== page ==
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Attributing Effects to Interactions

VanderWeele, Tyler J.; Tchetgen Tchetgen, Eric J.


During typesetting an error was introduced on Line 2 of the left column of p. 716. The denominator at the end of this line should read “RR11” rather than “RR11 – 1.” Likewise, on Line 7 of the same page, the denominator at the beginning of this line should read “RR11” rather than “RR11 – 1.” The journal and the authors regret the error.

Please see the letter “Alternative decompositions for attributing effects to interactions” in this issue of the journal for further extensions on decompositions for attributing effects to interactions.

Epidemiology. 26(3):e36, May 2015.

doi: 10.1097/EDE.0000000000000096

A framework is presented that allows an investigator to estimate the portion of the effect of one exposure that is attributable to an interaction with a second exposure. We show that when the 2 exposures are statistically independent in distribution, the total effect of one exposure can be decomposed into a conditional effect of that exposure when the second is absent and also a component due to interaction. The decomposition applies on difference or ratio scales. We discuss how the components can be estimated using standard regression models, and how these components can be used to evaluate the proportion of the total effect of the primary exposure attributable to the interaction with the second exposure. In the setting in which one of the exposures affects the other, so that the 2 are no longer statistically independent in distribution, alternative decompositions are discussed. The various decompositions are illustrated with an example in genetic epidemiology. If it is not possible to intervene on the primary exposure of interest, the methods described in this article can help investigators to identify other variables that, if intervened upon, would eliminate the largest proportion of the effect of the primary exposure.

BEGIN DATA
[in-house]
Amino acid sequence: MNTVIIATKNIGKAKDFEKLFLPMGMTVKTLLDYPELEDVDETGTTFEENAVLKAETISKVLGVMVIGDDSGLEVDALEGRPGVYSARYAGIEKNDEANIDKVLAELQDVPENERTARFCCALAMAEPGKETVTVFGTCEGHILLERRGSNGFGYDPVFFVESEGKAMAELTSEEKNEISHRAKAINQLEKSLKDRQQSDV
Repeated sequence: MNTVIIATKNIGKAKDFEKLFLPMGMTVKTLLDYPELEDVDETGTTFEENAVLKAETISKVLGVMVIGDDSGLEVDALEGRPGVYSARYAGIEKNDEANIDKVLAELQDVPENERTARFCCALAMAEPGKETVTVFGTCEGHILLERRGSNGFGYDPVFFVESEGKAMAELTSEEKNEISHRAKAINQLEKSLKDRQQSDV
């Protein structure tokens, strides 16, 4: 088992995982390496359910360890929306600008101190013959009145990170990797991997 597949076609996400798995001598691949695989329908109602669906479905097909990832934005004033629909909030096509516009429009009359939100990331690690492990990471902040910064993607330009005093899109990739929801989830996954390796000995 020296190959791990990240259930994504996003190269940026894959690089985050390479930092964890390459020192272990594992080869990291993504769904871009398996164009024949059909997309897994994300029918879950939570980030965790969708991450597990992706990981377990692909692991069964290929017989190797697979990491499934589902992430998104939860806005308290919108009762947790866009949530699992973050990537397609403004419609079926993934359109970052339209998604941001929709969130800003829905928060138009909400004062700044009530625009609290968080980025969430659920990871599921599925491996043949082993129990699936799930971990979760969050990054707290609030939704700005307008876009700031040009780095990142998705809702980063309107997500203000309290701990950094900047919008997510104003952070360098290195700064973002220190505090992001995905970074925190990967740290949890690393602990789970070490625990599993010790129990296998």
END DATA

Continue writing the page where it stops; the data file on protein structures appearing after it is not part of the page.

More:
Author Information

From the Departments of Epidemiology and Biostatistics, Harvard School of Public Health, Boston, MA.

Submitted 25 June 2013; accepted 15 November 2013.

Dr VanderWeele was supported by National Institutes of Health grant ES017876. Dr Tchetgen Tchetgen was supported by National Institutes of Health grants R01AI104459 and R01ES020337.

Editors’ note: Related articles appear on pages 723 and 727.

Supplemental digital content is available through direct URL citations in the HTML and PDF versions of this article ( This content is not peer-reviewed or copy-edited; it is the sole responsibility of the author.

Correspondence: Tyler J. VanderWeele, Harvard School of Public Health, Departments of Epidemiology and Biostatistics, 677 Huntington Avenue, Boston, MA 02115.

© 2014 by Lippincott Williams & Wilkins, Inc